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PCB Freight Management’s logistics blog is a valuable resource for shippers, carriers, industry professionals and other supply chain partners navigating global trade. With the many regulations governing trade, it aims to help readers lower their freight costs, increase shipping efficiencies, address industry issues and manage their logistics activities. Several leading experts serve as blog columnists covering topics from freight, compliance and transportation to 3PL trends and warehousing.

How To Reduce Produce Spoilage In 3 Steps

Reduce Produce Spoilage


New Regulations Affecting Your Imports

The most common question you ask our freight managers is how can I reduce produce spoilage? What are the steps I can take? Where can I make any gains? There are three areas in which produce spoilage can be reduced.

1 | Utilize A Cold Supply Chain

Ensuring your produce is in a temperature controlled environment throughout the supply chain will make a big difference in its life cycle. From farm to table, the number of hand-offs from grower, to distributor, to carrier, can each impact spoilage. One hour in a hot van can make spinach seem lifeless and unusable. The supplier should have pre-cooling systems. The freight provider must utilize temperature controlled vans, rail cars, and cargo containers. All of these precautions are critical, and that includes warehouses which offer cold storage as well.

2 | Choose Carriers Wisely

A carrier with proper equipment makes all the difference. Either single or team drivers can be used to reflect the correct transit times that the shelf life dictates. The shorter the shelf life, the more important the transit times. A highway carriers genset temperature controlled van is reliant on fuel levels and a temperature setting monitored by the driver. Monitor the carrier's activities from pre-loading, ensuring the equipment is pre-cooled and set at the correct temperatures before arrival at the warehouses for loading are all essential actions to take with perishable produce.

3 | Ensure Appointments Are Booked And Met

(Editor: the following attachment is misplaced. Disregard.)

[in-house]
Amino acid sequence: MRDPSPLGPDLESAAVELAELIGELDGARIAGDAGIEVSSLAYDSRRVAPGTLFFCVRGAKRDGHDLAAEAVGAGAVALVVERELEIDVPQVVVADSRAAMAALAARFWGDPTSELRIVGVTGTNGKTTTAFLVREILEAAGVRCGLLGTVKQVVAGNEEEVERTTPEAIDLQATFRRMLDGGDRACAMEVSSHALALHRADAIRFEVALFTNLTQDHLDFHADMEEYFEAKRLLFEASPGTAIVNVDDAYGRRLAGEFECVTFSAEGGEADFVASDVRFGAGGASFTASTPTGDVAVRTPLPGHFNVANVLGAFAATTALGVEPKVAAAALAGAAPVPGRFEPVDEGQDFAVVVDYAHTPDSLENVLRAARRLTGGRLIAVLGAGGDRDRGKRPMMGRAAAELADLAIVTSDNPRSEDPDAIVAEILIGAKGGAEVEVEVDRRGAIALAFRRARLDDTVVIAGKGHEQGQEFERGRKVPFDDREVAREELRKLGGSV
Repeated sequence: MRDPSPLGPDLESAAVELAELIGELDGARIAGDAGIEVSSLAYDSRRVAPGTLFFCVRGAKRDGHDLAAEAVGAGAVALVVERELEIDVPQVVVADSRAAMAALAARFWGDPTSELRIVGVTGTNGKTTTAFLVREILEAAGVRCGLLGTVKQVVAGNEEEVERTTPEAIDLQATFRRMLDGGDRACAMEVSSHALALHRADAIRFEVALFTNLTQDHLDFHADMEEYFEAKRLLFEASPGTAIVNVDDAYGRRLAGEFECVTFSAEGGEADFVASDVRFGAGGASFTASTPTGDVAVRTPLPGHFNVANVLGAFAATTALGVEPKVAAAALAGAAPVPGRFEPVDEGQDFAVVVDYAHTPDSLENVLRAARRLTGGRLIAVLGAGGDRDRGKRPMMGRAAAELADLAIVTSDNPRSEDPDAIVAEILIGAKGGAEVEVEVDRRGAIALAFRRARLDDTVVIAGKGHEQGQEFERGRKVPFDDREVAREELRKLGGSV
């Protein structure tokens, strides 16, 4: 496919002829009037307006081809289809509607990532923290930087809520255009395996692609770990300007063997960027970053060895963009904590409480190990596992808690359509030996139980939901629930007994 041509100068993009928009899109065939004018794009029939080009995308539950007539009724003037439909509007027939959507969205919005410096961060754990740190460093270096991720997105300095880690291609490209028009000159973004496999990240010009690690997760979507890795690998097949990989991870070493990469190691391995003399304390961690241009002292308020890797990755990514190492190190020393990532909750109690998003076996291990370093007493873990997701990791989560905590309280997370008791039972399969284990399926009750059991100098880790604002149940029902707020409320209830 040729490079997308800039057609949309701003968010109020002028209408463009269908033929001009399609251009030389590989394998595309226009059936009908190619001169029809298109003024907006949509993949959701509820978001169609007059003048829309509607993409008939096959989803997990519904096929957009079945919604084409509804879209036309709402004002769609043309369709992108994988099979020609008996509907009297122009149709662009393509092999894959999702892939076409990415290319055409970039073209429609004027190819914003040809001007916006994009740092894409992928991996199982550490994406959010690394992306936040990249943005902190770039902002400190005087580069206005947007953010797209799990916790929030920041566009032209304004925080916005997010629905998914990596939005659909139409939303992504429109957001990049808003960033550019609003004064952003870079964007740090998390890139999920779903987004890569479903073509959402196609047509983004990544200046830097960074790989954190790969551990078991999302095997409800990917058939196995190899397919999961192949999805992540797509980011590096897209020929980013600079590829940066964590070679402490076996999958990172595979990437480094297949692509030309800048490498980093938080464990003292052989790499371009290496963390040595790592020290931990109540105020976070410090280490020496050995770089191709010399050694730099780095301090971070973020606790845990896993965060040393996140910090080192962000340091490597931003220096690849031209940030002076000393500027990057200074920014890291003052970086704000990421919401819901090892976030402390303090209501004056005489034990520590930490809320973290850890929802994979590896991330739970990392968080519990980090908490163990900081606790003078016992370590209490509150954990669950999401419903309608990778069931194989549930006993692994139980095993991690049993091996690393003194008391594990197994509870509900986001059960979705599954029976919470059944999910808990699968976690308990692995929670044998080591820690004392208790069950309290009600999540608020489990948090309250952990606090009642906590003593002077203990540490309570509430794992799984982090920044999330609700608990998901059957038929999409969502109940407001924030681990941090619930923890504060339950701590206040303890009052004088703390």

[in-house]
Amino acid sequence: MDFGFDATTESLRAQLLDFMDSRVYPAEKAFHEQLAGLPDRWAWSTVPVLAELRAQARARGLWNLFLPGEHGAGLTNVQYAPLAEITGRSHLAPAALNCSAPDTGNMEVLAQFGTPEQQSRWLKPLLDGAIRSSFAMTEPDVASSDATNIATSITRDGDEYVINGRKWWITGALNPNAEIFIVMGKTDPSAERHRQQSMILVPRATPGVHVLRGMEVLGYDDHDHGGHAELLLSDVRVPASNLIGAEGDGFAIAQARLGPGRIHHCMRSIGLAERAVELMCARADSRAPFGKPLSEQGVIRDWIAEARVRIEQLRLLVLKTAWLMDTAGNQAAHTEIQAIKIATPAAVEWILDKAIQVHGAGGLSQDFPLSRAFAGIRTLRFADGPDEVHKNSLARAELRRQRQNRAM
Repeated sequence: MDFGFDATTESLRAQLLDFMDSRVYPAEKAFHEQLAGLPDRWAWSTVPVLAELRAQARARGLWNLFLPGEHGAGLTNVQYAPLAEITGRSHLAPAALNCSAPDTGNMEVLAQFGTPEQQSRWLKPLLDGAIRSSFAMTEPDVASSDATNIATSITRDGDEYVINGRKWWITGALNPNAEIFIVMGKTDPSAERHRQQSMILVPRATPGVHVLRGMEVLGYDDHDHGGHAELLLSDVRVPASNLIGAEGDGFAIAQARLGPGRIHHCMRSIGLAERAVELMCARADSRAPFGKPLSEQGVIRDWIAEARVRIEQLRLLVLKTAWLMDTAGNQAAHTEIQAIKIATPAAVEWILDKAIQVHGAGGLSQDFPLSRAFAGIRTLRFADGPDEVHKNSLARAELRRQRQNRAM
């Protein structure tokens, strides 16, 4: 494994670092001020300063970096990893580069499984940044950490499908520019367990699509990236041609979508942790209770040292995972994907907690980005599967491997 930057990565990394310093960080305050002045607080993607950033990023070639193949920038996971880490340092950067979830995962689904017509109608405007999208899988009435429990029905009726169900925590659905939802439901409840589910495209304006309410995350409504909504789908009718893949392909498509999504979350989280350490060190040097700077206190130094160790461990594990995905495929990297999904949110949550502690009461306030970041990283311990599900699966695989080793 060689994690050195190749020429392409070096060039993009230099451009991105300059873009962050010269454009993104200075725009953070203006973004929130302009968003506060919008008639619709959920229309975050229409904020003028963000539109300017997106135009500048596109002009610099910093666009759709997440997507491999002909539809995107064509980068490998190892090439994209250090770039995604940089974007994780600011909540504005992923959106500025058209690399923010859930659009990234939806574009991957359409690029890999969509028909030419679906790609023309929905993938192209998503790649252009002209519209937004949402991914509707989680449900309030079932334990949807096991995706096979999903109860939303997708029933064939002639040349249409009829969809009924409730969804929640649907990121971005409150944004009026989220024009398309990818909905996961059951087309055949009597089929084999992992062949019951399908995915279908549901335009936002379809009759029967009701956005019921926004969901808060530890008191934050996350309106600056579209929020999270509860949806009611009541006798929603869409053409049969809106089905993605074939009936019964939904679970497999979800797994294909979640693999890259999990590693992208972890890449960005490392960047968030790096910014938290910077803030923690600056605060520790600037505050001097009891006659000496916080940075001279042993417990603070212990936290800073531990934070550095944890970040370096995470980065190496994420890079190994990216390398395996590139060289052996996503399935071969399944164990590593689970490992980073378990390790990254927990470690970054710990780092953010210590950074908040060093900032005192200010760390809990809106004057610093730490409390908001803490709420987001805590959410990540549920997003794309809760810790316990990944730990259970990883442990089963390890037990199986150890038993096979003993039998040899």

With as many moving parts as there are in logistics, it is very easy to forget to book an appointment for pickup or delivery. With the current climate of highway carriers mandated Electronic Logging Devices (ELDs) limiting the number of hours they can idle while waiting to get loaded, unloaded, drive, work, etc., and congestion at the port, arriving without an appointment or missing the time slot can have massive repercussions. Once the appointment is booked, supply chain managers should regularly check in with their drivers to ensure they are on schedule to meet that appointment time slot, and make the necessary adjustment if they are not. Making sure all appointment times are in place and adhered to by the carriers is a small act, but makes a big difference in spoilage. Although these steps may seem simple, not taking them can trip up even the most organized and prepared supply chain manager. We have heard from countless clients who have run into difficulties in these areas and look to freight managers for long-term solutions. PCB Freight Management has the tools in place to ensure a smooth, cold storage transition from grower to seller.

You Can Reduce Produce Spoilage

If you need help with clearing produce shipments into Canada or the U.S. please contact our sister company, Pacific Customs Brokers. If you want to take the steps to reduce produce spoilage click on the button below to get started with PCB Freight Management.
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